Verifying North Korea’s nuclear stockpile will be a critical part of any future disarmament negotiations. As past experience with other nations demonstrates, it is also a tricky process.
North Korea will be expected to supply an inventory of their weapons stockpile, its fissile material and the facilities associated with its nuclear weapons program. So far, North Korea has refused to do this. And besides, even it does, there will still be plenty of scepticism of any such list.
The general perception of North Korea’s nuclear weapons is an arsenal of nuclear-tipped missiles. There is room for variety in the delivery systems, which could include anything from medium-range missiles designed to hit areas in South Korea, to submarine-launched missiles that could sail most of the way to their targets before they are launched.
But we cannot rule out the possibility that North Korea’s arsenal could be more diverse. The typical question facing analysts is to ask: “how many weapons?” Yet the scope needs to be expanded to consider how many different types of nuclear weapons could have been assembled, deployed, or planned.
The first step in this reasoning is to consider the resources North Korea has invested in its uranium program. To put this in context, North Korea seems to have initially focused on plutonium as its fissile material for its first nuclear tests. But a uranium program has run in parallel for a long time.
Why run two distinct programs like this? One explanation could be redundancy, in case one system fails. That’s why, back in the 1940s, the Manhattan Project developed uranium and plutonium bombs in parallel.
The scope needs to be expanded to consider how many different types of nuclear weapons could have been assembled, deployed, or planned.
But there could be other factors. North Korea has demonstrated the feasibility of its plutonium weapons, which use material from the well-known Yongbyon nuclear complex. But Yongbyon is highly visible, and every attempt to extract plutonium from the reactor attracts a lot of attention. Shutting down the reactor and taking out the fuel would be difficult to hide. But Yongbyon also has a uranium enrichment plant that’s been shown to at least one foreign visitor.
Uranium enrichment requires a complex array of centrifuges. They are fragile and complex devices. But they can also be operated more discreetly. Rumours spread in strategic journals of other uranium enrichment sites beyond Yongbyon, and that seems highly plausible. So uranium enrichment is one way to produce more fissile material without being observed, or at least, observed less easily.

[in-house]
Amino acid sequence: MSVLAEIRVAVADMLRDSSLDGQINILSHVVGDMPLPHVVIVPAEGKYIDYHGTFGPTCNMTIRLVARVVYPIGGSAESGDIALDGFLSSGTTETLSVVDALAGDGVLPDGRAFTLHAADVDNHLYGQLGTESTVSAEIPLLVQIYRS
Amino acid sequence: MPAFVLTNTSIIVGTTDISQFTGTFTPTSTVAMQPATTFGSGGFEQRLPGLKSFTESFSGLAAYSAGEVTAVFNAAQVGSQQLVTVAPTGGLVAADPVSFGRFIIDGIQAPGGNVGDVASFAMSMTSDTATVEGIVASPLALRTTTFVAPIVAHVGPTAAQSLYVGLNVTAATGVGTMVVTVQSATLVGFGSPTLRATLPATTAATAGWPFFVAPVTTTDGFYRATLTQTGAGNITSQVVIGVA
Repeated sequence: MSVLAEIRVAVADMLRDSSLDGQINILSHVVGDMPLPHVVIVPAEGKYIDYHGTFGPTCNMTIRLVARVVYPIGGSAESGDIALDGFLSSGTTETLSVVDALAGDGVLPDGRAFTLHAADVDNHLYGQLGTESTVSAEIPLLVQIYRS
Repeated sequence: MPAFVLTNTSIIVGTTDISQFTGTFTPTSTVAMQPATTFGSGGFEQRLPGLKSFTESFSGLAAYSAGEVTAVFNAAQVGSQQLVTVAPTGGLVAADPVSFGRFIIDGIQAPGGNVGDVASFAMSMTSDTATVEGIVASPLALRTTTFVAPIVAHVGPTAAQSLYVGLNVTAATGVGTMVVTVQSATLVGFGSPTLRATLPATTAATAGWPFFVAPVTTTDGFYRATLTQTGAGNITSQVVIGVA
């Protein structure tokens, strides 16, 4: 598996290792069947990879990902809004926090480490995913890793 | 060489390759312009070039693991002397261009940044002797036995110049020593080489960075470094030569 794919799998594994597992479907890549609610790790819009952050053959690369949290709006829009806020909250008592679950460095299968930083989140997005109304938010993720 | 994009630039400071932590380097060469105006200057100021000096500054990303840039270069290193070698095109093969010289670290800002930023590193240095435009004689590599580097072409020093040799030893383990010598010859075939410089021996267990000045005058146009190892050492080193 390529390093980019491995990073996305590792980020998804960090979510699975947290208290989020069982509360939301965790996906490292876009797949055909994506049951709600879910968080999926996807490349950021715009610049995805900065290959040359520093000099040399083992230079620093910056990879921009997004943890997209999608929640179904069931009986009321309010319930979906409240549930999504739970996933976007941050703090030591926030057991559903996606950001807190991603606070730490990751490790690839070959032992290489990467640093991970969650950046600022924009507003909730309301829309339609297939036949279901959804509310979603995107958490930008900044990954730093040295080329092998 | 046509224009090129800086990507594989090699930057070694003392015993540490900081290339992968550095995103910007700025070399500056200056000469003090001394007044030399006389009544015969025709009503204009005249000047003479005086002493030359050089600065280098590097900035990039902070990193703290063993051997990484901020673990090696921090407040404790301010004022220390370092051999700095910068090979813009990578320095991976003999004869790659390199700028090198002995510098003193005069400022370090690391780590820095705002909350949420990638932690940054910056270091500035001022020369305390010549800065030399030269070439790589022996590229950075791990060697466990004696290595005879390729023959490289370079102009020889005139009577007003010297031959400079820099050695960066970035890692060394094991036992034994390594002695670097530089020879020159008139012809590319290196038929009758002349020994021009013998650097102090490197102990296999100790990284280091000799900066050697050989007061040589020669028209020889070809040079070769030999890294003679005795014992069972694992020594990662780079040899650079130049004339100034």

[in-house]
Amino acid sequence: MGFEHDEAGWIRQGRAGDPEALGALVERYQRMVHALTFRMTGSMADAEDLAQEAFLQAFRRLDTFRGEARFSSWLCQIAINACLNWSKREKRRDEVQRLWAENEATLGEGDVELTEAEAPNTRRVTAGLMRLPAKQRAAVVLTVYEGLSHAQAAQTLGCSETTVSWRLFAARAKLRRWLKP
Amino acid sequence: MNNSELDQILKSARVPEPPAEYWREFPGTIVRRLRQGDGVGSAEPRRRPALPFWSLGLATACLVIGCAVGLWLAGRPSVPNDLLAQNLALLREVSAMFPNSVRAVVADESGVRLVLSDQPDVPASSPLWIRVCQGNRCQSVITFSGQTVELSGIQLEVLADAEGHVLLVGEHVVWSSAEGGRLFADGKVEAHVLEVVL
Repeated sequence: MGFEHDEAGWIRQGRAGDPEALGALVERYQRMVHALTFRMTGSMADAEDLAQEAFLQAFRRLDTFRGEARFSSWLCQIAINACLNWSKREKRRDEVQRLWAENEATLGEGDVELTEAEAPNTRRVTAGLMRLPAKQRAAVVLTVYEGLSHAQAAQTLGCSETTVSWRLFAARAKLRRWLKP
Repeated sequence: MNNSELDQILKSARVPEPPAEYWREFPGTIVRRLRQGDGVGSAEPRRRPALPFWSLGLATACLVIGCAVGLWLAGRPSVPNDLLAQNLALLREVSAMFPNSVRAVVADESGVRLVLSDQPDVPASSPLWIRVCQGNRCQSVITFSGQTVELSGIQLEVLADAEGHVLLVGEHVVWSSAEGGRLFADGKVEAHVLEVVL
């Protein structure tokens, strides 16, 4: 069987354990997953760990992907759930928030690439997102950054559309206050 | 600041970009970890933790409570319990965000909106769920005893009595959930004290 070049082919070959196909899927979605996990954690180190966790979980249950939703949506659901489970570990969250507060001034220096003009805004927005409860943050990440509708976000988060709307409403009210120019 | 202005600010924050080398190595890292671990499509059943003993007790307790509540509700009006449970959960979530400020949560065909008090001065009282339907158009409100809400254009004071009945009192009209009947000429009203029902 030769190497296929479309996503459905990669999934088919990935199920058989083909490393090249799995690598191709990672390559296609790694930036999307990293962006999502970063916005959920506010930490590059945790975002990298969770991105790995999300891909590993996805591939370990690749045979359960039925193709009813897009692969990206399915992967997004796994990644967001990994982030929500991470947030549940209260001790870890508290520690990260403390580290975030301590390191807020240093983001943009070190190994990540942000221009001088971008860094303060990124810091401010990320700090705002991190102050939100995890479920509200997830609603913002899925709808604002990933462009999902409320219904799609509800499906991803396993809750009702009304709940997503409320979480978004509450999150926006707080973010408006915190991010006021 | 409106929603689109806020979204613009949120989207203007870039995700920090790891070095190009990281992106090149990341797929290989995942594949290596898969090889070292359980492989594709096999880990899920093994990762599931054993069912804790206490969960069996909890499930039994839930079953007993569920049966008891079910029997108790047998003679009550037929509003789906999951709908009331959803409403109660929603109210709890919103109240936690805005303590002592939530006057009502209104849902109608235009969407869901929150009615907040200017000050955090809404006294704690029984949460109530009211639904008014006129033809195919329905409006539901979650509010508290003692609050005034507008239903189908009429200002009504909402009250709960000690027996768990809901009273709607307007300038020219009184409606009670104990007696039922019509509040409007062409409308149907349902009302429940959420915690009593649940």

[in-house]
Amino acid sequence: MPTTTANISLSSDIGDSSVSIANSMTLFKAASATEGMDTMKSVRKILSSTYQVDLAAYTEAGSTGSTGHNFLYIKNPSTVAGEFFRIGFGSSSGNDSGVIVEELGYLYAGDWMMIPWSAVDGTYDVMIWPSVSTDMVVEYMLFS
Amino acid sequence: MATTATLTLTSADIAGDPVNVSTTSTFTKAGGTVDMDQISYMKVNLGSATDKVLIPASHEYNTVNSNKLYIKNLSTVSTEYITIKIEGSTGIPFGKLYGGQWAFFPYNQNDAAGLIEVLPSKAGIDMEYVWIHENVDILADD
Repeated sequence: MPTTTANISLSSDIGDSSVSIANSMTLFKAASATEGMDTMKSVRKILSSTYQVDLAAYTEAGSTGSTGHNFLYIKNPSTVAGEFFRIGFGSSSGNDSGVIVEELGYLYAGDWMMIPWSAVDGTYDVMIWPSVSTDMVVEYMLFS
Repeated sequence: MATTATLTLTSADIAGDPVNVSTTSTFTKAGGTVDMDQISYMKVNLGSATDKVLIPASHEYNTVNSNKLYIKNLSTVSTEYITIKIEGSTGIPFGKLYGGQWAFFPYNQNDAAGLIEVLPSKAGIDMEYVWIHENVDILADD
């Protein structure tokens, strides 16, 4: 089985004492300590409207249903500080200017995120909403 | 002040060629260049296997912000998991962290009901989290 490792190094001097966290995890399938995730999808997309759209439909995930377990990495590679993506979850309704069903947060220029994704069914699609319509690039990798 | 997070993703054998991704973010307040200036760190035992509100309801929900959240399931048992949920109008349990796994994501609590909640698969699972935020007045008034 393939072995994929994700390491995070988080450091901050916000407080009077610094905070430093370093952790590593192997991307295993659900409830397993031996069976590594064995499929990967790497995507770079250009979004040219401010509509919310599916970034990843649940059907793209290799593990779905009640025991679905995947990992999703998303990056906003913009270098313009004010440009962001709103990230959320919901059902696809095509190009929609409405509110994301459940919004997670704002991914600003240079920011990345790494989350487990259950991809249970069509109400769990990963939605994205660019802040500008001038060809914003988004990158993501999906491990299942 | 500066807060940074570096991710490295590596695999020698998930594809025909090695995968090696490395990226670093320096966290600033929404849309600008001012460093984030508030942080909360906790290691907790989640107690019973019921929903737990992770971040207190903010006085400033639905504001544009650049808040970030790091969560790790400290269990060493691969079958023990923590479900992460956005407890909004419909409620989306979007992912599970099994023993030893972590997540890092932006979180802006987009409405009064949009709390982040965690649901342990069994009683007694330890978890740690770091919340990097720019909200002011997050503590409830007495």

Uranium also offers more chance for discretion in terms of designing and testing some types of nuclear weapon. Plutonium devices need complex detonation systems that really need to be tested before they can be trusted. Early North Korean nuclear tests produced small yields, suggesting that its nuclear boffins were still working out the bugs. Larger yields in later tests suggest those problems have been solved. But the world has also been put on notice about the existence of these weapons and the yield. (It should be noted that one or more of the most recent tests could have used uranium, but we are not sure.)
For historical context, again back during the Second World War, the first nuclear detonation at Los Alamos was a plutonium device, which had to be tested before the first plutonium bomb was dropped on Nagasaki.
Uranium bombs can be made with more simplicity. The same type of “implosion” detonation system used in plutonium bombs can still be used with uranium, but there is also a simpler approach, called the “gun” design. This simply rams two pieces of uranium together at high speed to form a critical mass. It’s a system relatively easy to design and trust, so that such a weapon can be deployed without even being tested. Thus, the world’s first uranium weapon was dropped on Hiroshima without a previous test.
These advantages are worth recapping. Weapons-grade uranium can be produced more discreetly than plutonium. It can also be used to develop weapons that don’t need to be tested, and therefore will not be disclosed through test blasts. That makes a uranium program attractive to a covert nuclear weapons plan.
But there’s another angle that also needs to be considered. The simplest uranium weapon design is flexible. It could allow a greater variety of nuclear weapons to be developed, including some fairly small ones. In the past, the Soviet Union developed “suitcase nukes” for small demolition tasks in warfare, such as blowing up buildings. North Korea could use this approach to develop small nuclear artillery weapons (also built in the past), or nuclear land mines. Nuclear bombs dropped from aircraft are another option, although there is good reason to be sceptical of this prospect. North Korea’s air force is no match for any likely enemies, and would struggle to penetrate the air defences of any nearby countries.
North Korea’s military suffers from deficiencies in various angles, including the fitness and morale of its conscript army. Nuclear weapons are thus one way to compensate for the problems of the nation’s conventional forces. This suggests that nuclear weapons could be adapted to be more than just deterrents or large-scale attack options.
The North Korean nuclear arsenal could be larger and more diverse than analysts may suspect. This will complicate any future verification strategies. It could also make the prospect of a second Korean War even more dangerous.